There are people who save up some money, and then just go travel—backpack around the world.   Why not me?  Then I think—it would be more responsible to get a job, earn money, settle down—but why?  You only live once.  The only thing really stopping me is wondering what mom will say.   Everybody will think I'm crazy—but I just want to be free.   And I don't have a husband or children, my parents are still young and in good health—so to who is it irresponsible?  But how do those who backpack find the money to do it?  I, so far in life, haven't been very good at making money.  But it has been worth it—I wouldn't trade the time I've spent doing mission work in Italy for a high paying but lifeless job in an office.   Somehow, I want to see the world.  And then, after a few more years, I do want to marry and have children.  I often feel that biological clock ticking—the older I get, the more I look forward to having children.   I've come across several websites on homeschooling lately—it's something I'm very interested in.  
And then there's finding someone to marry.  Reading these romance books make me wonder if I'll ever find anyone to feel that strongly about to feel that way about me.  I daydream, but in reality—I'm not the type you find in romance novels   I know God has a plan for me, and that he will send the right person into my life, so it isn't something that I spend a lot of time really worrying about.  It's just that sometimes I feel lonely for someone I haven't met yet.   Usually I'm fine—I'm happy being single, and I'm not at a point where I want to settle down.   But sometimes—it seems to be about a month out of the year or so—when it seems I feel lonely more than usual.  It hasn't been too bad yet this year (it was downright depressing last year, around May), but still I want someone to talk to, to tell all those little details of everyday life.  I can talk to Mom about most things, but as close as we are, there are still things she doesn't understand—some, because we are of different generations, and some because I live in a different culture.  She doesn't know the people I know or how they think, or the ups and downs of life as a missionary.  And besides, it's expensive to call the U.S.!


Tuesday, June 10, 2008 1 comments

My Dad!

Hello everyone! Over the years, I've talked a lot about my Dad, and I know many of you have prayed with me that some day, he would find God and become a Christian. Well, that day finally came! On Sunday, June 8, he was baptized. Of course, my entire family is ecstatic! He's been searching for many years now, and he's finally decided to take that step. My mother said that she just finds herself laughing, she's so happy. She's been praying for him for thirty-two years now (the time they were dating, and the twenty-nine years they've been married). Thanks to all of you who have prayed for him over the years, and please keep praying now as he begins this new life!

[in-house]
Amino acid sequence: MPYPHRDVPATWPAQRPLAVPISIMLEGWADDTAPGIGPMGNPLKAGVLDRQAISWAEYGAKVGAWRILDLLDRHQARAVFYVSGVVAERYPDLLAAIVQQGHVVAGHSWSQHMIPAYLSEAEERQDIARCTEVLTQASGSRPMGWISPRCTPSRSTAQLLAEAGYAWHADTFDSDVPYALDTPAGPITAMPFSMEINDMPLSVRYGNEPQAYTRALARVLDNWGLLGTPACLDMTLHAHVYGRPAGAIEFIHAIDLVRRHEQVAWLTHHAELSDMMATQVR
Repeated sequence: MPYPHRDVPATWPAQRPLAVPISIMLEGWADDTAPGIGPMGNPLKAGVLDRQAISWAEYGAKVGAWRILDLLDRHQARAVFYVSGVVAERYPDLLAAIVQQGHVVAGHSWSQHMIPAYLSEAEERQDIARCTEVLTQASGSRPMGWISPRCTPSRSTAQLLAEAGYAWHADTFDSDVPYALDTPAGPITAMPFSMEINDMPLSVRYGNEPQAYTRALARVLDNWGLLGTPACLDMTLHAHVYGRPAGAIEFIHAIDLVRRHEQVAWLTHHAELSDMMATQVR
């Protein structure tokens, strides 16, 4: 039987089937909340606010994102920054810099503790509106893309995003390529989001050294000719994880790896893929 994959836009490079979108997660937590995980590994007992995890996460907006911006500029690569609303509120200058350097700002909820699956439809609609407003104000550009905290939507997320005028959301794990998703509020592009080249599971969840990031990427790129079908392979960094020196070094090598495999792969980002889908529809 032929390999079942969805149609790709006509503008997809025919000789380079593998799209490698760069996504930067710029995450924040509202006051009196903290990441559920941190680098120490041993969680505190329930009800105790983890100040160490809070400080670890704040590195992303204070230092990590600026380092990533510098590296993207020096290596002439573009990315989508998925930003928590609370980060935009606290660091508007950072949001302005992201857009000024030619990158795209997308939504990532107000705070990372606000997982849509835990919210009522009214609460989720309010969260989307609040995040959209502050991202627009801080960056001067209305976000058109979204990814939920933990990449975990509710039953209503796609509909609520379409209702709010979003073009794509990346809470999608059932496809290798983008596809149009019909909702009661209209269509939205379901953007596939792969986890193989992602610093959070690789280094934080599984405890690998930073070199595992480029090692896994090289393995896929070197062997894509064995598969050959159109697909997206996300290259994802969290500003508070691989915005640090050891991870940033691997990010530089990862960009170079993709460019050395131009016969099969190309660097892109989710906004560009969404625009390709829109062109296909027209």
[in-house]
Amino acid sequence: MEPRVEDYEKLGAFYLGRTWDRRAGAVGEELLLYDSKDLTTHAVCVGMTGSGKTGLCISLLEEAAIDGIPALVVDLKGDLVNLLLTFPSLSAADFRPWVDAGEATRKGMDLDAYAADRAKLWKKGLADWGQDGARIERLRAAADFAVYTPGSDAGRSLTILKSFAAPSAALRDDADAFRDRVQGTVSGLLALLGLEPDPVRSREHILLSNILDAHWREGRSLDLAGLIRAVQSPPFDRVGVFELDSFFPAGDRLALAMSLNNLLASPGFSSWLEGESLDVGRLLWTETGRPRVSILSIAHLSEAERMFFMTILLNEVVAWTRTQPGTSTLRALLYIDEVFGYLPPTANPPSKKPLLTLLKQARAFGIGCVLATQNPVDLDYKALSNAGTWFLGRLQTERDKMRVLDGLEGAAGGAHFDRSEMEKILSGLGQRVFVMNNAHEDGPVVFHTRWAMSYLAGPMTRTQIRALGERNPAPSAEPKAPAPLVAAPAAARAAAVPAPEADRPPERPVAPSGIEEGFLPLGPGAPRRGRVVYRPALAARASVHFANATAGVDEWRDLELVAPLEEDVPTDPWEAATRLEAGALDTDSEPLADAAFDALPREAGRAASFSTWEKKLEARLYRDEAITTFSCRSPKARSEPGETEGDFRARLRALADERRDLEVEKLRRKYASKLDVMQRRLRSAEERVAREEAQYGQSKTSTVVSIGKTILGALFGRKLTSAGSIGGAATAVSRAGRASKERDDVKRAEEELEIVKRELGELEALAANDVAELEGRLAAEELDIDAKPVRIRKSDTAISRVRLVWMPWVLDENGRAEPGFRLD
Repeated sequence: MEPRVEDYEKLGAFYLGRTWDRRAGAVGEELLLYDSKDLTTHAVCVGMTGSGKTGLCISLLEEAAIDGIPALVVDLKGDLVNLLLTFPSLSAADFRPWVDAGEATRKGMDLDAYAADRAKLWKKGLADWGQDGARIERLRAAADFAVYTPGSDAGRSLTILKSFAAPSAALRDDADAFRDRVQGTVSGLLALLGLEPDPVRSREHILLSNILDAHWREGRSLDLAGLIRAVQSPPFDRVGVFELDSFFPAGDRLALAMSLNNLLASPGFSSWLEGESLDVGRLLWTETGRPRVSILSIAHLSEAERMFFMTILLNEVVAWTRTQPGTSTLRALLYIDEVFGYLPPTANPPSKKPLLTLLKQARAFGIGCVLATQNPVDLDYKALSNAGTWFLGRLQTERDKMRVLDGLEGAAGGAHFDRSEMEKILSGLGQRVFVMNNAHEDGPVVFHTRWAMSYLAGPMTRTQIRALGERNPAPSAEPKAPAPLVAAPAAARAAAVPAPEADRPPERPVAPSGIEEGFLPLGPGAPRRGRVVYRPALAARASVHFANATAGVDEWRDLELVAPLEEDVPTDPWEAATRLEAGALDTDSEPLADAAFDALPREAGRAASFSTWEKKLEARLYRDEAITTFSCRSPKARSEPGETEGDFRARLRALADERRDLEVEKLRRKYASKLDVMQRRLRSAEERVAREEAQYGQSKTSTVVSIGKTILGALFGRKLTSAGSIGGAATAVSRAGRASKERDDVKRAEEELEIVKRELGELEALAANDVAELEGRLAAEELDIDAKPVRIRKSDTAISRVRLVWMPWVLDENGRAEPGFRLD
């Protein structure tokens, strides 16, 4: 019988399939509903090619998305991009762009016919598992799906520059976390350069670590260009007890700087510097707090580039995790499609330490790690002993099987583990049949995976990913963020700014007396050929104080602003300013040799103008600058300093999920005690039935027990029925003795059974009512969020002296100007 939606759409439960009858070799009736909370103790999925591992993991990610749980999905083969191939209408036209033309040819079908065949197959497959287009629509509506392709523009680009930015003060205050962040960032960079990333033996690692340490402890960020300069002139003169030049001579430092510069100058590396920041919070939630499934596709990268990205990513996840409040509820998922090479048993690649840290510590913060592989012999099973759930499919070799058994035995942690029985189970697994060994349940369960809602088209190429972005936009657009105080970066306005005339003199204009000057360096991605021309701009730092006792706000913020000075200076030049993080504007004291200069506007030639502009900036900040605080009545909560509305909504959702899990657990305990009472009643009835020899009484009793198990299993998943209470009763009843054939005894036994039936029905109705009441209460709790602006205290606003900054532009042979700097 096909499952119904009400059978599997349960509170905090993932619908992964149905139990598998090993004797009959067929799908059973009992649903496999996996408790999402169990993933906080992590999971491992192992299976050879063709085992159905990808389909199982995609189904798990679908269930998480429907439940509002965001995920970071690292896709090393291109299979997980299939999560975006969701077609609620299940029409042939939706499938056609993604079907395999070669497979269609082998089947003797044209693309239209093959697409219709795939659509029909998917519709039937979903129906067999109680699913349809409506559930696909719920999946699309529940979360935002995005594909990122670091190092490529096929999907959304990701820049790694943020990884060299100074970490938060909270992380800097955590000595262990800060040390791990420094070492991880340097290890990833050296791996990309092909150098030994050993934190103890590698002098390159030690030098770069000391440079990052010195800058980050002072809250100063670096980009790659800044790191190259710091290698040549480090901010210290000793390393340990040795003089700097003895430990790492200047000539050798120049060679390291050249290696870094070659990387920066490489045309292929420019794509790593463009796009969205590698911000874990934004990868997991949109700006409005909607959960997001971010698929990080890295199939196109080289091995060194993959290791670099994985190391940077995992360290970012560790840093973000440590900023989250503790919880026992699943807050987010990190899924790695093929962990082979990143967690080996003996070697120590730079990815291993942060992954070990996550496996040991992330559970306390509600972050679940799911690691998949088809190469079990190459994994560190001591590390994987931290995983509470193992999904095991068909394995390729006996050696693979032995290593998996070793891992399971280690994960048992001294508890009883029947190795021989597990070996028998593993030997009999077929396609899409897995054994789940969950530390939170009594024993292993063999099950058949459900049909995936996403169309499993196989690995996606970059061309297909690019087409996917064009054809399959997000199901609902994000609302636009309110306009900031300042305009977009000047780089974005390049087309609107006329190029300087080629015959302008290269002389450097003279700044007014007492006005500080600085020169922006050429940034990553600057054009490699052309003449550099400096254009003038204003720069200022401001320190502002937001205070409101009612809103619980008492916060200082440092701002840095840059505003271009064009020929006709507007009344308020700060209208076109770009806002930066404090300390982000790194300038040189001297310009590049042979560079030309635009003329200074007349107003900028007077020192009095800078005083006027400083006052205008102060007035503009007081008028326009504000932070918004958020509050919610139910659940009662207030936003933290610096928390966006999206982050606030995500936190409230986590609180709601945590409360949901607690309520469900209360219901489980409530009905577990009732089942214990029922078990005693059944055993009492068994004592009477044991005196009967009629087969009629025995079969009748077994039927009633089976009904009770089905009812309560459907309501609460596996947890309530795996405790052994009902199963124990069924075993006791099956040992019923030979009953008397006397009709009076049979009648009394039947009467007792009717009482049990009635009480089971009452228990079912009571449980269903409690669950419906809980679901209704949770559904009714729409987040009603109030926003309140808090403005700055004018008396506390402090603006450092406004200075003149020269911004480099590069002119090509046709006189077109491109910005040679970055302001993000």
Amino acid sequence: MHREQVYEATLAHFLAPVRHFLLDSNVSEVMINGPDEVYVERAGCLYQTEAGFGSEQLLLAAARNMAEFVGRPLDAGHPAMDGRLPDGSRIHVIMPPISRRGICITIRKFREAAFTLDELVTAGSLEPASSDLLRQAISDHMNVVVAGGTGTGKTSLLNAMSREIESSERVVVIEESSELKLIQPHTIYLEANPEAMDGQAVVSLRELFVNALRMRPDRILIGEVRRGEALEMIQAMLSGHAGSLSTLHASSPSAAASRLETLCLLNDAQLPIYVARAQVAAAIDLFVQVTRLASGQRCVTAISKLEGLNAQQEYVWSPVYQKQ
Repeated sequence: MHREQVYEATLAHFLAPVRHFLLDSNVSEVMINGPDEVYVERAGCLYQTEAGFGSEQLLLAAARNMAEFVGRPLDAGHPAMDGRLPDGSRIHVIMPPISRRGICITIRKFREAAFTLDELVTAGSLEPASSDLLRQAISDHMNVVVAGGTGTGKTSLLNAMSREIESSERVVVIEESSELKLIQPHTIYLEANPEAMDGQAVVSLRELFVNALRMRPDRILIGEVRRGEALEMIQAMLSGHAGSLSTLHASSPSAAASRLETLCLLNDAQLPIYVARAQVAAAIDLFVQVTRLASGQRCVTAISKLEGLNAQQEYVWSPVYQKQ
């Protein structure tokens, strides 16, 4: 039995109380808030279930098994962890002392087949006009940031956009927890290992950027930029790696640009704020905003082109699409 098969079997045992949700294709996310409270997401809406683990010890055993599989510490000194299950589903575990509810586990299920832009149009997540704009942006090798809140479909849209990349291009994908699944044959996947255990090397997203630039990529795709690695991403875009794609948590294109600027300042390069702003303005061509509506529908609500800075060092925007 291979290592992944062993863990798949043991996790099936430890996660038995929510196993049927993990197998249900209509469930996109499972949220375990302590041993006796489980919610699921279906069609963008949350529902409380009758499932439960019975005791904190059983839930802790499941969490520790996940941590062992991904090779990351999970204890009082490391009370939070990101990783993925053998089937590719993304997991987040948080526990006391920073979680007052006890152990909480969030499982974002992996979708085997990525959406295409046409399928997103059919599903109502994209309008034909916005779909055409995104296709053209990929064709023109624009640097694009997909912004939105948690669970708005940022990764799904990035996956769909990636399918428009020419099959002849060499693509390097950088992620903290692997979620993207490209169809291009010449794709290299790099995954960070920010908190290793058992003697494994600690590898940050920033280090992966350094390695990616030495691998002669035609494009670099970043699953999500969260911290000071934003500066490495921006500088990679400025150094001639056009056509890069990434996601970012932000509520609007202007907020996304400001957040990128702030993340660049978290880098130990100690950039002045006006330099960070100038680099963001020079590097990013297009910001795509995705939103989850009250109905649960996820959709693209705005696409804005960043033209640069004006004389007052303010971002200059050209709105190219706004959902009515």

Thursday, January 31, 2008 0 comments

Happy New Year!



Hello everyone! I hope everyone is having a good new year. For New Year's Eve (called Capodanno here, the cap of the year), we had a party at the church building. We brought food and ate together, both the traditional lenticche and cotacchino (lentils and some sort of pork) as well as a potluck assortment of other meat and side dishes. Eating together with the church is often interesting here--the congregation is so multicultural (there's typically at least nine nationalities represented on a Sunday morning) that at potlucks you might try various recipes from all over the world--Chinese pasta, a type of rice dish from Ghana, American hamburgers, etc. I took some chips and dip as well as my favorite pumpkin muffins.



After we ate, we played some games and had a bit of a talent show, or as Lewis put it, a talent-less show. The highlight of this was Mario, who was once the Italian roller-skating champion, and now twenty years later is still quite comfortable on wheels. We also wrote down how to say 'Hello, how are you?' in all the languages represented. (See photo). Then we spent some time singing together, and then prayed together as the new year began.





After getting the new year off to a good start, the first three weeks of January were rainy and dreary. It didn't rain to hard, but a good steady drizzle for three weeks will drive you crazy. We did get a good snow one, about the same time it snowed a bit there, and it was quite beautiful for a few hours, but after two days of snow, it changed back to rain so we had mostly slush. Finally, about a week ago, the sun came out again and the weather has been wonderful the last week, sunny and actually clear enough (doesn't happen often with the incredible smog here) to see the Alps in the distance several days in a row. I have included here a picture from my balcony from the first day I could see the mountains, once the trees finally lost enough leaves. I've never seen them quite so clearly again. It always amazes me on the few clear days we can see the Alps from here--they aren't far at all. How in the world can we not always see those huge mountains that are right there?? But, with the smog, it's a rare day that you would know there were mountains at all. The three weeks of gloom, I certainly have appreciated the sun this week. I now understand why people get seasonal affective disorder.